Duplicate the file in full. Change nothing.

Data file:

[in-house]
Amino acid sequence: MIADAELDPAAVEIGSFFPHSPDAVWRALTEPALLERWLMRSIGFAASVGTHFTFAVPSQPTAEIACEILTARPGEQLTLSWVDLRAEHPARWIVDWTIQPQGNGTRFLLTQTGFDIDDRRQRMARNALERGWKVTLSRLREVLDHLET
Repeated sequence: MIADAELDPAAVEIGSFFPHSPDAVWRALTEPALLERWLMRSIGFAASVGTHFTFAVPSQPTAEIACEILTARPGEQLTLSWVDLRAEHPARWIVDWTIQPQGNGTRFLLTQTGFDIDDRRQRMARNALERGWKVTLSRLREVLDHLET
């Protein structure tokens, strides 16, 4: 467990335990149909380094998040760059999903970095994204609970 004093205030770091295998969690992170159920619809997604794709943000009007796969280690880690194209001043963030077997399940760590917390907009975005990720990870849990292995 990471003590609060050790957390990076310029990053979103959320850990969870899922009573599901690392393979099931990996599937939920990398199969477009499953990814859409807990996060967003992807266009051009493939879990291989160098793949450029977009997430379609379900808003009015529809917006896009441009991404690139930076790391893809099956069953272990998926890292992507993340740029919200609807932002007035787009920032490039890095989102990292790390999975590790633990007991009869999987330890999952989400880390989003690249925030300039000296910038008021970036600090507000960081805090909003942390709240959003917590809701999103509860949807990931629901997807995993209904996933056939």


[in-house]
Amino acid sequence: MIADAELDPAAVEIGSFFPHSPDAVWRALTEPALLERWLMRSIGFAASVGTHFTFAVPSQPTAEIACEILTARPGEQLTLSWVDLRAEHPARWIVDWTIQPQGNGTRFLLTQTGFDIDDRRQRMARNALERGWKVTLSRLREVLDHLET
Repeated sequence: MIADAELDPAAVEIGSFFPHSPDAVWRALTEPALLERWLMRSIGFAASVGTHFTFAVPSQPTAEIACEILTARPGEQLTLSWVDLRAEHPARWIVDWTIQPQGNGTRFLLTQTGFDIDDRRQRMARNALERGWKVTLSRLREVLDHLET
């Protein structure tokens, strides 16, 4: 467990335990149909380094998040760059999903970095994204609970 004093205030770091295998969690992170159920619809997604794709943000009007796969280690880690194209001043963030077997399940760590917390907009975005990720990870849990292995 990471003590609060050790957390990076310029990053979103959320850990969870899922009573599901690392393979099931990996599937939920990398199969477009499953990814859409807990996060967003992807266009051009493939879990291989160098793949450029977009997430379609379900808003009015529809917006896009441009991404690139930076790391893809099956069953272990998926890292992507993340740029919200609807932002007035787009920032490039890095989102990292790390999975590790633990007991009869999987330890999952989400880390989003690249925030300039000296910038008021970036600090507000960081805090909003942390709240959003917590809701999103509860949807990931629901997807995993209904996933056939």